My tears just won’t stop after reading this. The USA for whatever reason is too tolerant of drunk driving. I recently attended a wedding in Belgium where much alcohol was consumed but no drinkers drove themselves home. My understanding is autos of suspected drunk drivers are impounded on the spot and conviction results in permanent forfeiture. The stakes are high enough that drinking and driving is considered by most to be too risky. There is a crying need for American lawmakers to take this problem more seriously. Penalties for a first drunk driving conviction in the USA are mere inconveniences. A minimum for first convictions should be vehicle forfeiture plus jail time with sharply escalating penalties for succeeding convictions. Hard prison time for second and succeeding convictions would get the attention of any relatively sane person.

      1. Rozy

        Choices have consequences

        I’ve long thought the USA is too lenient on drunk drivers. Years ago I worked in a place where I learned more about the laws here and how they compared to those in Sweden–where anyone arrested for driving while intoxicated was automatically put in jail for 30 days, no exceptions! People were so afraid of losing their jobs that they rarely, if ever drove impaired to any degree. Just losing your driver’s license is not a deterrent as there is no consequence for driving unless you get caught. Those who are irresponsible enough to drive while under the influence of any substance that impairs their vision and judgement are not responsible enough to be let loose on society. Those caught texting while driving should face the same consequences!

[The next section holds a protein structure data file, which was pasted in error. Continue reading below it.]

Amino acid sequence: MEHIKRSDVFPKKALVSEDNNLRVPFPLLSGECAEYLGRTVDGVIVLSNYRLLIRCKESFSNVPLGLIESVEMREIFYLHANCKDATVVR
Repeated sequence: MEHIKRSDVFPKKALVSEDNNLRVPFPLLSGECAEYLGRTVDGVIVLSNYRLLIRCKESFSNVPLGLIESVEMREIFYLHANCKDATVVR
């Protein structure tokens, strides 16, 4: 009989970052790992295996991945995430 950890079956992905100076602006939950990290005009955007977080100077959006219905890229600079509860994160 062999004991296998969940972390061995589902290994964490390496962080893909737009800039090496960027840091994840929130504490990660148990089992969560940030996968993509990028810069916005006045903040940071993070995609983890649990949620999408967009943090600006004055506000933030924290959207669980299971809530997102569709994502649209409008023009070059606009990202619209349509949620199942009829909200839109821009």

Those families do not deserve to suffer because of the selfishness of the drunk driver. May God comfort and strengthen them all.

        1. We have more leeway overall vs. European countries in many of which have very low permitted blood alcohol levels (.02 and less) which essentially rules out most drinking if a driver wants to stay on the right side of the law. In the US (also much more of a car culture given our greater distances and sprawling cities) the levels permit a drink or two depending on a person’s size, time since drinking, etc. I wonder if this is a case of someone very drunk or someone who was “only” somewhat over the limit. By the photo it looks like it was a daytime accident.

          1. CoraVee Caswell

            It was technically evening, but more like what we call late afternoon. I don’t know the exact time. I do know this is a completely rural area. There is constant movement of farm machinery at any time of day on any of our roads, especially this time of year. Only someone with impaired judgement would not have been watching for slow moving vehicles. And the driver was someone from around here, and old enough to know the hazards.